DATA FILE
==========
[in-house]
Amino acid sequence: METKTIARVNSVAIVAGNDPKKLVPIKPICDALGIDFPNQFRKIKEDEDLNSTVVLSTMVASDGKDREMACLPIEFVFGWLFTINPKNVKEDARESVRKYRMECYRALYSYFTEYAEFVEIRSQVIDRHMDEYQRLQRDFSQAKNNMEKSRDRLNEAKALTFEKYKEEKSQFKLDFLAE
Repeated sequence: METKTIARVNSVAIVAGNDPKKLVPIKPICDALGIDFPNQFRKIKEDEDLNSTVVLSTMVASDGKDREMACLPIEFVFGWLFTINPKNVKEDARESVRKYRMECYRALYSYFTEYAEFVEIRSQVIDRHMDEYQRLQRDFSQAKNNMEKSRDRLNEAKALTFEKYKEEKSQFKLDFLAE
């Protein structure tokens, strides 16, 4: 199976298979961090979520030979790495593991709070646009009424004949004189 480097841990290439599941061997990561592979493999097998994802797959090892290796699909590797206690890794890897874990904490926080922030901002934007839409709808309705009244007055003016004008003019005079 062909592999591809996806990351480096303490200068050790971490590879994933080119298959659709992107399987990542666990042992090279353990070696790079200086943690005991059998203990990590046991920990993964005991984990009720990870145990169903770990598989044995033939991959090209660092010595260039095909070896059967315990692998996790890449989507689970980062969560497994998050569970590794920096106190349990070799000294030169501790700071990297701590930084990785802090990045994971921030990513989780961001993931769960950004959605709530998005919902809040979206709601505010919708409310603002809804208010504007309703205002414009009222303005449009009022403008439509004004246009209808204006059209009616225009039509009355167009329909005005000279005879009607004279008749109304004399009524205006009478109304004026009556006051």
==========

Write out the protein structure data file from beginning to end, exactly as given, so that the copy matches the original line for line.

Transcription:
[in-house]
Amino acid sequence: METKTIARVNSVAIVAGNDPKKLVPIKPICDALGIDFPNQFRKIKEDEDLNSTVVLSTMVASDGKDREMACLPIEFVFGWLFTINPKNVKEDARESVRKYRMECYRALYSYFTEYAEFVEIRSQVIDRHMDEYQRLQRDFSQAKNNMEKSRDRLNEAKALTFEKYKEEKSQFKLDFLAE
Repeated sequence: METKTIARVNSVAIVAGNDPKKLVPIKPICDALGIDFPNQFRKIKEDEDLNSTVVLSTMVASDGKDREMACLPIEFVFGWLFTINPKNVKEDARESVRKYRMECYRALYSYFTEYAEFVEIRSQVIDRHMDEYQRLQRDFSQAKNNMEKSRDRLNEAKALTFEKYKEEKSQFKLDFLAE
């Protein structure tokens, strides 16, 4: 199976298979961090979520030979790495593991709070646009009424004949004189 480097841990290439599941061997990561592979493999097998994802797959090892290796699909590797206690890794890897874990904490926080922030901002934007839409709808309705009244007055003016004008003019005079 062909592999591809996806990351480096303490200068050790971490590879994933080119298959659709992107399987990542666990042992090279353990070696790079200086943690005991059998203990990590046991920990993964005991984990009720990870145990169903770990598989044995033939991959090209660092010595260039095909070896059967315990692998996790890449989507689970980062969560497994998050569970590794920096106190349990070799000294030169501790700071990297701590930084990785802090990045994971921030990513989780961001993931769960950004959605709530998005919902809040979206709601505010919708409310603002809804208010504007309703205002414009009222303005449009009022403008439509004004246009209808204006059209009616225009039509009355167009329909005005000279005879009607004279008749109304004399009524205006009478109304004026009556006051």